The short end of the stick
This post was written by Friday blogger Annie Reid.
In prepping to teach again in a few weeks, and working on my own short work lately, I’m thinking a lot about the short story. In a moment of procrastination, I compiled this hurried selection of favorite and admired short fiction. This is a late-at-night, bourbon-influenced, purely from memory selection, so I’m sure I’ve left much out that I’ve forgotten I adore, but this is what occurs to me now. I share this to engender complaints, dissent and suggestions from you, dear reader:
“Say Yes” by Tobias Wolff. This isn’t normally the kind of lit that turns my crank, but he does so much in such a small space. I’m in awe. People wash dishes.
“A Small Good Thing” by Raymond Carver. I know, I know – one of the usual suspects. But when I first read this story in 1991, I closed the book, set it on my tiny, dumpster-rescued coffee table, and wept for the next twenty minutes. No story I’ve ever read in my life has ever created such a stir.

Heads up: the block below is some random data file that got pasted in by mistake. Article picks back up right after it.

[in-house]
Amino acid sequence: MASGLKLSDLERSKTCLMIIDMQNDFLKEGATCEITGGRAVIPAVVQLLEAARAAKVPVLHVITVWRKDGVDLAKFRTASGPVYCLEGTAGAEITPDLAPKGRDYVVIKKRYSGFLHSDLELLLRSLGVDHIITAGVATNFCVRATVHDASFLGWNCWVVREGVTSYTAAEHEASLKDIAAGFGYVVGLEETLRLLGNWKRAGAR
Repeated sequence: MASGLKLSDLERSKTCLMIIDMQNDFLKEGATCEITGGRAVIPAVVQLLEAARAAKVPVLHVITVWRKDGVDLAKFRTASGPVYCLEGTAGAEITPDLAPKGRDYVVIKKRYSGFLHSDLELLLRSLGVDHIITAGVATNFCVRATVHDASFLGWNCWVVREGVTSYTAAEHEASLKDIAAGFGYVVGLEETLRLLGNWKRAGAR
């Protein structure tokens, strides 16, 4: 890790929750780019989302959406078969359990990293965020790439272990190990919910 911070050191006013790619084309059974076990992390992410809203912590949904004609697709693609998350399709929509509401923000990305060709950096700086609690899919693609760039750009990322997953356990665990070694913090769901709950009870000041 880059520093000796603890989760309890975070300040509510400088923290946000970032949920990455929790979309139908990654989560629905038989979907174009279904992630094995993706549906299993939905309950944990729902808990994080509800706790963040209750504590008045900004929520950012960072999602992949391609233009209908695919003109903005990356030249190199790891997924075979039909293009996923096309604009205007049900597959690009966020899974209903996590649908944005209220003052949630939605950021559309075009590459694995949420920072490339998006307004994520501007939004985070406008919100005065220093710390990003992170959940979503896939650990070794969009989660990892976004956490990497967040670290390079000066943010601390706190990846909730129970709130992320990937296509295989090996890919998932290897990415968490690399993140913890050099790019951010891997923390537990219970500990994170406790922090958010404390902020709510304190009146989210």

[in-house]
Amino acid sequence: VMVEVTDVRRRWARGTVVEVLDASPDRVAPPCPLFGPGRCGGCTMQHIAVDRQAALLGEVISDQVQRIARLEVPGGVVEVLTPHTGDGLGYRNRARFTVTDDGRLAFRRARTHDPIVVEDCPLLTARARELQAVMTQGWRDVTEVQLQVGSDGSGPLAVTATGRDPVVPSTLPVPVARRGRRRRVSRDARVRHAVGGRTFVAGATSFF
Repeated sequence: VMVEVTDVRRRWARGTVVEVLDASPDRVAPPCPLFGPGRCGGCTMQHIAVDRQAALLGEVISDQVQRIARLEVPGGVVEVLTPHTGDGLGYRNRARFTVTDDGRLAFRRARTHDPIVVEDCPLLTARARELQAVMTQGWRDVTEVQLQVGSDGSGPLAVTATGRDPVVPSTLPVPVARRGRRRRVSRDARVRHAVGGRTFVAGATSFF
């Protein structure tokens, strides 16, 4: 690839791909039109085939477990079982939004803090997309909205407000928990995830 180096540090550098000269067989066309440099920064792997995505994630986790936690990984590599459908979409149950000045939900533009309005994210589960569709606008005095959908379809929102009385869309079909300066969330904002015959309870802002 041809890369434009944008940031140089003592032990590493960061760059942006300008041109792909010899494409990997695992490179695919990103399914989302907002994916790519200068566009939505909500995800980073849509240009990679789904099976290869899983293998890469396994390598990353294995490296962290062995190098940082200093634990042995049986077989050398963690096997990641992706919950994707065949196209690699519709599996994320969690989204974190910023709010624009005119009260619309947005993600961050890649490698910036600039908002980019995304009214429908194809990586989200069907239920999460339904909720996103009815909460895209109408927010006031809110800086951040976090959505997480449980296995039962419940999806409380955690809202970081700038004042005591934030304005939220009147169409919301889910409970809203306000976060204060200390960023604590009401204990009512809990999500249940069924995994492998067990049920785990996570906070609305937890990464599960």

“Our Lady of Peace” by ZZ Packer. This story is truly fucking brilliant, but I must confess I prefer the version published originally in (the sadly now defunct) STORY magazine, to the version in her collection Drinking Coffee Elsewhere. The ending is much more brutal and subtle, just the way I like it.
“The Stone Inscription of Caleb Pellor” by Rand Burkert. What the hell happened to this guy? This is the only story I’ve ever been able to find by this guy, and only in this one anthology, 20 Under 30, published in 1986 for god’s sake.
“The Death of Ivan Ilych” by Leo Tolstoy. So sue me.
“A Mother’s Tale” by James Agee. Wierdest, most chilling shit in the universe. POV: cow. But about Jesus.
“Sister Godzilla” by Louise Erdrich. A love story. A hate story.
“Girl” by Jamaica Kincaid.
Pretty much anything by George Saunders. But I must confess, as much as I love “Sea Oak” and especially “Pastoralia”, my favorite Saunders story is “The Falls”.
Much of Jayne Anne Phillips’ Black Tickets.
All of Angela Carter’s The Bloody Chamber.
“The Things They Carried,” by Tim O’Brien. Give this guy a medal, for god’s sake. He’s a genius.
“Emergency” by Denis Johnson
I’d love to know what your favorite short stories are, or hear any dissent or assent to those listed here. Send complaints, suggestions, and elaborate curses to annie at maud newton dot com.